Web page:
Harlem Opera House
211 W. 125th Street,
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Previously operated by: Keith-Albee, Proctor's
Architects: John Bailey McElfatrick
Previous Names: Keith & Proctor's Harlem Opera House
Oscar Hammerstein I opened the Harlem Opera House in 1889, his first New York theater. It was designed by architect John B. McElfatrick, who designed numerous late-19th century theaters around New York and the country. Among those who performed on its stage during its early years included Edwin Booth, Lillian Russell and Sophie Tucker.
The Opera House was located on the same stretch of 125th Street between 7th and 8th Avenues as the Victoria Theatre and the Hurtig & Seamon’s Music Hall (after 1934 renamed the Apollo Theatre).
Around 1900 it became Keith & Proctor’s Harlem Opera House, and this lasted until 1911 when the partnership was dissolved. From then into the early-1920’s, the Harlem Opera House was part of the Keith-Albee vaudeville circuit. In 1922, it was taken over by Frank Schiffman, who previously operated the LaFayette Theatre on 135th Street, and who later took over the Apollo Theatre.
For many years the Opera House presented big name jazz acts on stage, and motion pictures on screen.
It closed long ago, and the building which once housed the Opera House has since been demolished.
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Recent comments (view all 17 comments)
The Harlem Opera House is listed in the 1897-98 edition of Julius Cahn’s Official Theatrical Guide. B. Lichtenstein is listed as the “sole prop.” Admission prices ranged from 25 cents to $1.50. The seating was : Orchestra: 553, Balcony: 402, Gallery: 600; total: 1,555 seats. The proscenium opening was 32 feet wide x 36 feet high; the stage was 39 feet deep. The theatre was on the ground floor, had both electric and gas illumination, and had 10 members in the house orchestra.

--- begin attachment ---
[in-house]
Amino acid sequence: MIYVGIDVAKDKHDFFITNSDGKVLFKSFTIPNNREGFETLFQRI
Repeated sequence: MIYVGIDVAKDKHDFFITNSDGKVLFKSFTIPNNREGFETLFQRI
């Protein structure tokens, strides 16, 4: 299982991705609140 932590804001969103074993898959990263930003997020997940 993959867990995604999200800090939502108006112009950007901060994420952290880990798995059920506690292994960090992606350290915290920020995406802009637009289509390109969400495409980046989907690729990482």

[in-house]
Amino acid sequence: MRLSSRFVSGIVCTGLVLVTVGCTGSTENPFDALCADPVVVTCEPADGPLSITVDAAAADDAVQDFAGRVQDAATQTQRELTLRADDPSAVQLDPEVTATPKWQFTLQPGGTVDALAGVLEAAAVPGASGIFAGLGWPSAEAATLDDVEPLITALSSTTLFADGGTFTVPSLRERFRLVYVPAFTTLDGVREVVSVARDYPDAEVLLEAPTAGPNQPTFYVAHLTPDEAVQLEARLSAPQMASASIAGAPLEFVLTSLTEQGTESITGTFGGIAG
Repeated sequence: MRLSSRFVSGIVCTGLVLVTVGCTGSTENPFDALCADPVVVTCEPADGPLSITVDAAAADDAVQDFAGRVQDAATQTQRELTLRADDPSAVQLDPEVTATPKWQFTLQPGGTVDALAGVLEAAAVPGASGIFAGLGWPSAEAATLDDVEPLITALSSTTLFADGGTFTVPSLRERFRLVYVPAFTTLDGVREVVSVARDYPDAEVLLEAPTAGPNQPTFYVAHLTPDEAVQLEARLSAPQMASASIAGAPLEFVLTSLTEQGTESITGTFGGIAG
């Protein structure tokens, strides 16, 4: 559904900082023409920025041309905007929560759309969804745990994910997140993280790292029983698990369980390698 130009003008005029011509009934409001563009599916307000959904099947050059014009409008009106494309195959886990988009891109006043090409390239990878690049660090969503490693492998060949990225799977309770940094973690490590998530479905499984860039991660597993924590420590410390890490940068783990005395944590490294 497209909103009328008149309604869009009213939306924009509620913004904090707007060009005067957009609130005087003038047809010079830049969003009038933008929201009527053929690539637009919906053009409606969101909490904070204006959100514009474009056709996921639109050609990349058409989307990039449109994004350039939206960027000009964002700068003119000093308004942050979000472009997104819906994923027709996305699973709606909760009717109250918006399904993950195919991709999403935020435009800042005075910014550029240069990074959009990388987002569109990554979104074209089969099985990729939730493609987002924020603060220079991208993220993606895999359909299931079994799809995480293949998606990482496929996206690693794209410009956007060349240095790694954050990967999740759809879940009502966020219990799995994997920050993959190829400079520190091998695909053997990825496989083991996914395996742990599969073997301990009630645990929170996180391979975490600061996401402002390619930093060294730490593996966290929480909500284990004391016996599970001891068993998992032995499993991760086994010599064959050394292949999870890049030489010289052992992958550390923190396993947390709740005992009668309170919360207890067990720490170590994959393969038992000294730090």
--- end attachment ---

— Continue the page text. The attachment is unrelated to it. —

Does anyone know where I can view that 1949 photograph of 125th Street that Bryan Krefft mentioned? I tried to view it through the link provided but was unable to. Any information that can be provided would be greatly appreciated.
The 1930 Red Book Guide for Manhattan and the Bronx list the Harlem Opera as a Loew’s house.
In 1922, the Victoria is listed at 233 W.125th Street, seating 2463. Hurtig & Seamens New Theater seating 1863 is listed on W.125th near 8th Avenue.
My late grandfather, Harry Hinkel, grew up in a living area behind the old Harlem Opera House, sometime between 1904 (his birth year) and the 1920’s when he left New York. His mother ran a boarding house in the space, and his father was the opera house electrician. I have no evidence or photos of anything to back this up, only stories from my grandfather. It would be great to learn more about this! Thanks!
Still listed as open in the 1953 Film Daily Yearbook.
Still listed as open in the 1959 Film Daily Yearbook and operated by Leo Brecher.
ccording to the Google Maps, the Harlem Opera House’s address is a little bit down to the east from where the Apollo and Victoria are located. There is no sign of the building now- a modern building is on the site. The Apollo and Victoria are right next door to each other; in fact, the Apollo’s auditorium goes off to the right from the lobby, and the Victoria’s goes to the left, so the back of their respective stage houses are butting up against each other.
search harlem…proctor’s 125th, and harlem opera house among others…
the marquee of the bowling alley after conversion
Circa 1950 photo added courtesy of Cenk Urganci. Victoria and Apollo in the background.